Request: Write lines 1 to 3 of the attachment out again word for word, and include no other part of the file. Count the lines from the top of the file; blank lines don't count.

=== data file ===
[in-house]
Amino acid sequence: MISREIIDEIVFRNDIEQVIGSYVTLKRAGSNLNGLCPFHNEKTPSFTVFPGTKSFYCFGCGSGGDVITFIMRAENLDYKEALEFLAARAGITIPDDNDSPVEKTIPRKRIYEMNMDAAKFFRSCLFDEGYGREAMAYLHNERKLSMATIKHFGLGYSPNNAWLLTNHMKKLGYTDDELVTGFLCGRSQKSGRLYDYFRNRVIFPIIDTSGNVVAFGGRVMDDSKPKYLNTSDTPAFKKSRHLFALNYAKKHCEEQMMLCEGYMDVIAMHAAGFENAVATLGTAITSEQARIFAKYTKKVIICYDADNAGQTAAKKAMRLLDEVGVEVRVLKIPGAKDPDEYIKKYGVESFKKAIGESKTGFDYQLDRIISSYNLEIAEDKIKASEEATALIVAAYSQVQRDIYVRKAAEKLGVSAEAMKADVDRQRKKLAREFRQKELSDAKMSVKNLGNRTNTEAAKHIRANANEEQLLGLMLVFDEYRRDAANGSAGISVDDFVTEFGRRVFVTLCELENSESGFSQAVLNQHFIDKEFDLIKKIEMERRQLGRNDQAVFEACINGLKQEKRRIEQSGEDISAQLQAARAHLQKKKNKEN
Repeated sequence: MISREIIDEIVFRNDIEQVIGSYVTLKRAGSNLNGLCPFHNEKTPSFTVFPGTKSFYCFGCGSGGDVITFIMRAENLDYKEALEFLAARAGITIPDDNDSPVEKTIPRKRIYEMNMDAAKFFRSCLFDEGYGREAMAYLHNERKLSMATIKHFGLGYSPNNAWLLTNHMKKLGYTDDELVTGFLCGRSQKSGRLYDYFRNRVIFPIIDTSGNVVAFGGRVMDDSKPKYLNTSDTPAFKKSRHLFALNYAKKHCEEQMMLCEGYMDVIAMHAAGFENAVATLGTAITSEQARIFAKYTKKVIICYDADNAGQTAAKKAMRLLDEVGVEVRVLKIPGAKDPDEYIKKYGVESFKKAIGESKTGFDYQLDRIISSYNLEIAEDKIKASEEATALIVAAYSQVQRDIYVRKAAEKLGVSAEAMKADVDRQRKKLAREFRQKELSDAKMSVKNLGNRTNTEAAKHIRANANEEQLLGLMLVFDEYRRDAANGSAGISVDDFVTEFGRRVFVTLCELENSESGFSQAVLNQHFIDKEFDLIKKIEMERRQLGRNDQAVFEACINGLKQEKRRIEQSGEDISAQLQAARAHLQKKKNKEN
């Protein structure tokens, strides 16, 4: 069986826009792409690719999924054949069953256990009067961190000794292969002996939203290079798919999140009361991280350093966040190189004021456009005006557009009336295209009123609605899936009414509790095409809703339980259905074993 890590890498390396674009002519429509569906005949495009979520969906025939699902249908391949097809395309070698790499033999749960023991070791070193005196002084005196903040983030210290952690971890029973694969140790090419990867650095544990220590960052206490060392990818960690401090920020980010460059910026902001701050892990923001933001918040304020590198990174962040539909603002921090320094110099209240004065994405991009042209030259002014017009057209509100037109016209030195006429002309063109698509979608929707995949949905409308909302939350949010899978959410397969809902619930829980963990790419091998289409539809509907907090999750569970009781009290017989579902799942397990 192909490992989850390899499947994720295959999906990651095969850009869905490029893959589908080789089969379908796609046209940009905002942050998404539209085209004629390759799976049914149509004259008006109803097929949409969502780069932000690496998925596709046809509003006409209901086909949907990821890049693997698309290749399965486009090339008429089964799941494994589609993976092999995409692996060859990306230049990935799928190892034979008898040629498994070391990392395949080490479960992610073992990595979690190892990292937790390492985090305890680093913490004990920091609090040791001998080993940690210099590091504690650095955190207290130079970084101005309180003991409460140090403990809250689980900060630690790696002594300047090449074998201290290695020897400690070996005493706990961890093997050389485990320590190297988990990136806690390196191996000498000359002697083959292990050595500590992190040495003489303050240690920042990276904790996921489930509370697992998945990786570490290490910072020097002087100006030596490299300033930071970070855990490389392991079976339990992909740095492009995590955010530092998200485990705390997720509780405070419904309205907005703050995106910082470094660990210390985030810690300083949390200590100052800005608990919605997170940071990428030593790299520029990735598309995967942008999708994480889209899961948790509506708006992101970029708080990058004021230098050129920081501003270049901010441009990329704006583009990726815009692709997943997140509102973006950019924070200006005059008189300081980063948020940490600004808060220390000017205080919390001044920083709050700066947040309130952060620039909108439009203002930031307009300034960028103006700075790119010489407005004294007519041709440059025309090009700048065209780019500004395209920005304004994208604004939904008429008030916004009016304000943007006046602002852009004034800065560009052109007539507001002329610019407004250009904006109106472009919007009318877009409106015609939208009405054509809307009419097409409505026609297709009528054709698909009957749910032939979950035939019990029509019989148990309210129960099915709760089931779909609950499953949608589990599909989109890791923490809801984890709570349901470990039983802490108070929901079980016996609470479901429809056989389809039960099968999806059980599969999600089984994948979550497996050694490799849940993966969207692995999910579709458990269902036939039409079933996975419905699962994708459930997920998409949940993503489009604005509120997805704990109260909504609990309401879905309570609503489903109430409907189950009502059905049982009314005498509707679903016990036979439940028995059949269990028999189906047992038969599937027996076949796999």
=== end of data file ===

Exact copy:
[in-house]
Amino acid sequence: MISREIIDEIVFRNDIEQVIGSYVTLKRAGSNLNGLCPFHNEKTPSFTVFPGTKSFYCFGCGSGGDVITFIMRAENLDYKEALEFLAARAGITIPDDNDSPVEKTIPRKRIYEMNMDAAKFFRSCLFDEGYGREAMAYLHNERKLSMATIKHFGLGYSPNNAWLLTNHMKKLGYTDDELVTGFLCGRSQKSGRLYDYFRNRVIFPIIDTSGNVVAFGGRVMDDSKPKYLNTSDTPAFKKSRHLFALNYAKKHCEEQMMLCEGYMDVIAMHAAGFENAVATLGTAITSEQARIFAKYTKKVIICYDADNAGQTAAKKAMRLLDEVGVEVRVLKIPGAKDPDEYIKKYGVESFKKAIGESKTGFDYQLDRIISSYNLEIAEDKIKASEEATALIVAAYSQVQRDIYVRKAAEKLGVSAEAMKADVDRQRKKLAREFRQKELSDAKMSVKNLGNRTNTEAAKHIRANANEEQLLGLMLVFDEYRRDAANGSAGISVDDFVTEFGRRVFVTLCELENSESGFSQAVLNQHFIDKEFDLIKKIEMERRQLGRNDQAVFEACINGLKQEKRRIEQSGEDISAQLQAARAHLQKKKNKEN
Repeated sequence: MISREIIDEIVFRNDIEQVIGSYVTLKRAGSNLNGLCPFHNEKTPSFTVFPGTKSFYCFGCGSGGDVITFIMRAENLDYKEALEFLAARAGITIPDDNDSPVEKTIPRKRIYEMNMDAAKFFRSCLFDEGYGREAMAYLHNERKLSMATIKHFGLGYSPNNAWLLTNHMKKLGYTDDELVTGFLCGRSQKSGRLYDYFRNRVIFPIIDTSGNVVAFGGRVMDDSKPKYLNTSDTPAFKKSRHLFALNYAKKHCEEQMMLCEGYMDVIAMHAAGFENAVATLGTAITSEQARIFAKYTKKVIICYDADNAGQTAAKKAMRLLDEVGVEVRVLKIPGAKDPDEYIKKYGVESFKKAIGESKTGFDYQLDRIISSYNLEIAEDKIKASEEATALIVAAYSQVQRDIYVRKAAEKLGVSAEAMKADVDRQRKKLAREFRQKELSDAKMSVKNLGNRTNTEAAKHIRANANEEQLLGLMLVFDEYRRDAANGSAGISVDDFVTEFGRRVFVTLCELENSESGFSQAVLNQHFIDKEFDLIKKIEMERRQLGRNDQAVFEACINGLKQEKRRIEQSGEDISAQLQAARAHLQKKKNKEN